24. US 1900 through 1930 censuses have year of immigration, native language, and source country
  25. Ancestry has an immigration index -- use it free at a FHC or with your LDS account
  26. Naturalization records are helpful since they tell where the person was living and application may give previous addresses and names used, but there is no central index of naturalization records in the U.S. and person could have been naturalized in many different courts 
  27. For more information and references see Don's notes on Tracing Your U.S. Immigrant Relative

  29. You may want to contact your living cousins for family information, reunions, and artifacts
  30. To see who is interested in particular genealogical records in FS FT click the "Watch" button to be notified of people making changes
  31. Online family trees usually require the name and email address of the submitter, e.g. RootsWeb, Ancestry, My Heritage, etc.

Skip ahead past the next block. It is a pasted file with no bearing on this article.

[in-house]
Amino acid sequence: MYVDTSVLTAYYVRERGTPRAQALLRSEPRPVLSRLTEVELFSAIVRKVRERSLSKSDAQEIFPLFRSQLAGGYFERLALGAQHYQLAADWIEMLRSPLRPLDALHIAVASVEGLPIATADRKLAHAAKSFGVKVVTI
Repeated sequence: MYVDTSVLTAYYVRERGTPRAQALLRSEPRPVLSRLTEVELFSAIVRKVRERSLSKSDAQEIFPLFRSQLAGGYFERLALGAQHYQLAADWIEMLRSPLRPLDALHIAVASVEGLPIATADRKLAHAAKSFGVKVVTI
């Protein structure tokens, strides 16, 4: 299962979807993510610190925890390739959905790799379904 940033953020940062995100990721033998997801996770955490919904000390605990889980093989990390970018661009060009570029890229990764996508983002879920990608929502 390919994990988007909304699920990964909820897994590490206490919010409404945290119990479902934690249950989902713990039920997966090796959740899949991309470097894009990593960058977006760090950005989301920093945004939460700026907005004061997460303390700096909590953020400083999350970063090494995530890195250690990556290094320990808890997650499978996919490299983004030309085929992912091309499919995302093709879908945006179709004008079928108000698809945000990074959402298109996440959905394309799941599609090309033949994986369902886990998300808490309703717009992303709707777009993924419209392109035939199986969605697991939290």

32. Ancestral File Submission sheets -- 606 microfilms of the hardcopy submissions of notes and sources to the old Ancestral File when the submission was sent in on hardcopy -- films are available at FHL, BYU, and elsewhere -- little known, but has lots of FH data sources and documentation and who sent it in
  33. Outdated information may be helpful since you can type all or part of it into a search engine to see where it occurs and find a more recent email or snail-mail address or phone
  34. Internet Archive's The Wayback Machine may be helpful since it has "snapshots" of entire Internet at times past
  35. Some helpful websites for finding living people -- may be able to find enough information for free without having to pay for full results on the commercial sites 
    1. 1940 census is a big help in finding living descendants -- check indexes and, if you can't find them, check Enumeration Districts for where they lived; Steve Morse has one-step search forms --
    2. Steve Morse also has "One-Step" entry forms for several vital record indexes and directories -- can find the birthday of most people in a few minutes


  36. Descendancy research helps fill in FamilySearch Family Tree and may provide clues for extending your pedigree and for temple work.
  37. Many programs and resources are now available to help you find your cousins, descendants of your ancestors.